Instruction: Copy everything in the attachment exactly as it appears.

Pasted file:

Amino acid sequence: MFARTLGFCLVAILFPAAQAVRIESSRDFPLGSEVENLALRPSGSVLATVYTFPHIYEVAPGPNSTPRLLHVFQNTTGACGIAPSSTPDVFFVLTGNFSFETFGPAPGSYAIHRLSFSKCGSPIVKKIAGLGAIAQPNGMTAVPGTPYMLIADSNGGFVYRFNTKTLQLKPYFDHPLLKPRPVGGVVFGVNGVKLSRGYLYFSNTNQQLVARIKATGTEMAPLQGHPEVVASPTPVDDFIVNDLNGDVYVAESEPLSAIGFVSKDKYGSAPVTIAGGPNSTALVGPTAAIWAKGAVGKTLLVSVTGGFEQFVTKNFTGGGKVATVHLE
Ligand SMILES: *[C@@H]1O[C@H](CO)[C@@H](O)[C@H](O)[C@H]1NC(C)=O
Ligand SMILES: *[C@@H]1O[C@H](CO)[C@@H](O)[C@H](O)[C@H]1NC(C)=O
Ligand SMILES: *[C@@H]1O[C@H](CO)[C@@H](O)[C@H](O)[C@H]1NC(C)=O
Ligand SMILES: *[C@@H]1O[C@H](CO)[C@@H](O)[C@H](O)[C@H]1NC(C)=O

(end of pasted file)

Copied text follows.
Amino acid sequence: MFARTLGFCLVAILFPAAQAVRIESSRDFPLGSEVENLALRPSGSVLATVYTFPHIYEVAPGPNSTPRLLHVFQNTTGACGIAPSSTPDVFFVLTGNFSFETFGPAPGSYAIHRLSFSKCGSPIVKKIAGLGAIAQPNGMTAVPGTPYMLIADSNGGFVYRFNTKTLQLKPYFDHPLLKPRPVGGVVFGVNGVKLSRGYLYFSNTNQQLVARIKATGTEMAPLQGHPEVVASPTPVDDFIVNDLNGDVYVAESEPLSAIGFVSKDKYGSAPVTIAGGPNSTALVGPTAAIWAKGAVGKTLLVSVTGGFEQFVTKNFTGGGKVATVHLE
Ligand SMILES: *[C@@H]1O[C@H](CO)[C@@H](O)[C@H](O)[C@H]1NC(C)=O
Ligand SMILES: *[C@@H]1O[C@H](CO)[C@@H](O)[C@H](O)[C@H]1NC(C)=O
Ligand SMILES: *[C@@H]1O[C@H](CO)[C@@H](O)[C@H](O)[C@H]1NC(C)=O
Ligand SMILES: *[C@@H]1O[C@H](CO)[C@@H](O)[C@H](O)[C@H]1NC(C)=O